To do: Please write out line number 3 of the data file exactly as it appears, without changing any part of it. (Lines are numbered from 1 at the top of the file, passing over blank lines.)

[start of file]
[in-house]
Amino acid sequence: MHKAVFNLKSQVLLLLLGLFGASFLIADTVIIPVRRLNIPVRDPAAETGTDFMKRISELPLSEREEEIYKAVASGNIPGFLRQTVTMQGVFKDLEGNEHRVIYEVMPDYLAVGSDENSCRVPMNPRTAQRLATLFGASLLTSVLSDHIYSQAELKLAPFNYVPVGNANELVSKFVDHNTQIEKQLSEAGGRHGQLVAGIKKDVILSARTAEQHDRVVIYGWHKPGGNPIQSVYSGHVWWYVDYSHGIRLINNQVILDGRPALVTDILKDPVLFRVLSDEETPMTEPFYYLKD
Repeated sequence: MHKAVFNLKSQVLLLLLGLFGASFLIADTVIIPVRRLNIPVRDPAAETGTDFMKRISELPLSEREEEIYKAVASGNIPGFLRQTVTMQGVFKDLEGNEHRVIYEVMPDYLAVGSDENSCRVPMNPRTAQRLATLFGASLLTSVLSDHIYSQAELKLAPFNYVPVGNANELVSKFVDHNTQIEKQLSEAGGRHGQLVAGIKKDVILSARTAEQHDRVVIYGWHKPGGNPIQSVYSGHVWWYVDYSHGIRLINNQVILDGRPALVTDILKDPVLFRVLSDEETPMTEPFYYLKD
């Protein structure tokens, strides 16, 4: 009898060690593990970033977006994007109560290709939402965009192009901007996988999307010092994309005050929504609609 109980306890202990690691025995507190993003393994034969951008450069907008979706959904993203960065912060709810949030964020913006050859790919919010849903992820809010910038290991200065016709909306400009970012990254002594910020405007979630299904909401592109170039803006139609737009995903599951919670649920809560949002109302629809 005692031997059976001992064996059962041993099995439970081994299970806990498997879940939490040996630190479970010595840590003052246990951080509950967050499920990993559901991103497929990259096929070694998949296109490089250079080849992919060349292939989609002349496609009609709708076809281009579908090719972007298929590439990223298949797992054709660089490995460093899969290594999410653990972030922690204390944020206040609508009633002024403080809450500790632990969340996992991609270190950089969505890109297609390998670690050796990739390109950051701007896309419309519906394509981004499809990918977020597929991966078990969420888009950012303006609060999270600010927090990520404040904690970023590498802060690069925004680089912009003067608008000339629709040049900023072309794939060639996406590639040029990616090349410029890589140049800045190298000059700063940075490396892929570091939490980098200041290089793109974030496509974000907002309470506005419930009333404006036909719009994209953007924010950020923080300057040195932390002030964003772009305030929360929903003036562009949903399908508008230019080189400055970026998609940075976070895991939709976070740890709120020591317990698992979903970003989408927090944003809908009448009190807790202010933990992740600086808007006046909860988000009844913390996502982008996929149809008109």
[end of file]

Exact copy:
Repeated sequence: MHKAVFNLKSQVLLLLLGLFGASFLIADTVIIPVRRLNIPVRDPAAETGTDFMKRISELPLSEREEEIYKAVASGNIPGFLRQTVTMQGVFKDLEGNEHRVIYEVMPDYLAVGSDENSCRVPMNPRTAQRLATLFGASLLTSVLSDHIYSQAELKLAPFNYVPVGNANELVSKFVDHNTQIEKQLSEAGGRHGQLVAGIKKDVILSARTAEQHDRVVIYGWHKPGGNPIQSVYSGHVWWYVDYSHGIRLINNQVILDGRPALVTDILKDPVLFRVLSDEETPMTEPFYYLKD